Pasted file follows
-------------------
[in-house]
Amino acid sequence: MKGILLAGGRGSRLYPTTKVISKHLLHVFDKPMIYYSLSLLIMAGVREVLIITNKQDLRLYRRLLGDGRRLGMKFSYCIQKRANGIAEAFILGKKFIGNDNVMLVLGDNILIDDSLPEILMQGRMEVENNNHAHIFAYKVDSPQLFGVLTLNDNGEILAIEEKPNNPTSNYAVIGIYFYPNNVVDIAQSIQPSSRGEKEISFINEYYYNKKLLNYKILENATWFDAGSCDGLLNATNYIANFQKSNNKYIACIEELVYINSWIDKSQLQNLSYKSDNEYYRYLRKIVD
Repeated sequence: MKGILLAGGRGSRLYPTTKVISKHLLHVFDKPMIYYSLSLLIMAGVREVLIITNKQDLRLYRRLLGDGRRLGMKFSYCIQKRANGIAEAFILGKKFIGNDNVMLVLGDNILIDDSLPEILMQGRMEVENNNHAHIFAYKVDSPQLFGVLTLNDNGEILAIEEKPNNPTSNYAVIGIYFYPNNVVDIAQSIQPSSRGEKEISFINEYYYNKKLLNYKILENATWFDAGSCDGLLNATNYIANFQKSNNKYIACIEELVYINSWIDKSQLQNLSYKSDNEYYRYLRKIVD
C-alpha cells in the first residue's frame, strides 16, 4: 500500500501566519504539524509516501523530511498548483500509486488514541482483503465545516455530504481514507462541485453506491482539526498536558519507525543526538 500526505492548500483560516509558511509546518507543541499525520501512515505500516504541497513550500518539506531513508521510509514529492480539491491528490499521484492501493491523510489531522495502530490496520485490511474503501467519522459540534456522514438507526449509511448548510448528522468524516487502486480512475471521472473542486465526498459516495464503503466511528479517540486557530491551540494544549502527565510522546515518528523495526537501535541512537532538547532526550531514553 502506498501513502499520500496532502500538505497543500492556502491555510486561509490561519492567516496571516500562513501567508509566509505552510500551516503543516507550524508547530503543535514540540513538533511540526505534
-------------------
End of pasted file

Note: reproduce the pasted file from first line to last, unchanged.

[in-house]
Amino acid sequence: MKGILLAGGRGSRLYPTTKVISKHLLHVFDKPMIYYSLSLLIMAGVREVLIITNKQDLRLYRRLLGDGRRLGMKFSYCIQKRANGIAEAFILGKKFIGNDNVMLVLGDNILIDDSLPEILMQGRMEVENNNHAHIFAYKVDSPQLFGVLTLNDNGEILAIEEKPNNPTSNYAVIGIYFYPNNVVDIAQSIQPSSRGEKEISFINEYYYNKKLLNYKILENATWFDAGSCDGLLNATNYIANFQKSNNKYIACIEELVYINSWIDKSQLQNLSYKSDNEYYRYLRKIVD
Repeated sequence: MKGILLAGGRGSRLYPTTKVISKHLLHVFDKPMIYYSLSLLIMAGVREVLIITNKQDLRLYRRLLGDGRRLGMKFSYCIQKRANGIAEAFILGKKFIGNDNVMLVLGDNILIDDSLPEILMQGRMEVENNNHAHIFAYKVDSPQLFGVLTLNDNGEILAIEEKPNNPTSNYAVIGIYFYPNNVVDIAQSIQPSSRGEKEISFINEYYYNKKLLNYKILENATWFDAGSCDGLLNATNYIANFQKSNNKYIACIEELVYINSWIDKSQLQNLSYKSDNEYYRYLRKIVD
C-alpha cells in the first residue's frame, strides 16, 4: 500500500501566519504539524509516501523530511498548483500509486488514541482483503465545516455530504481514507462541485453506491482539526498536558519507525543526538 500526505492548500483560516509558511509546518507543541499525520501512515505500516504541497513550500518539506531513508521510509514529492480539491491528490499521484492501493491523510489531522495502530490496520485490511474503501467519522459540534456522514438507526449509511448548510448528522468524516487502486480512475471521472473542486465526498459516495464503503466511528479517540486557530491551540494544549502527565510522546515518528523495526537501535541512537532538547532526550531514553 502506498501513502499520500496532502500538505497543500492556502491555510486561509490561519492567516496571516500562513501567508509566509505552510500551516503543516507550524508547530503543535514540540513538533511540526505534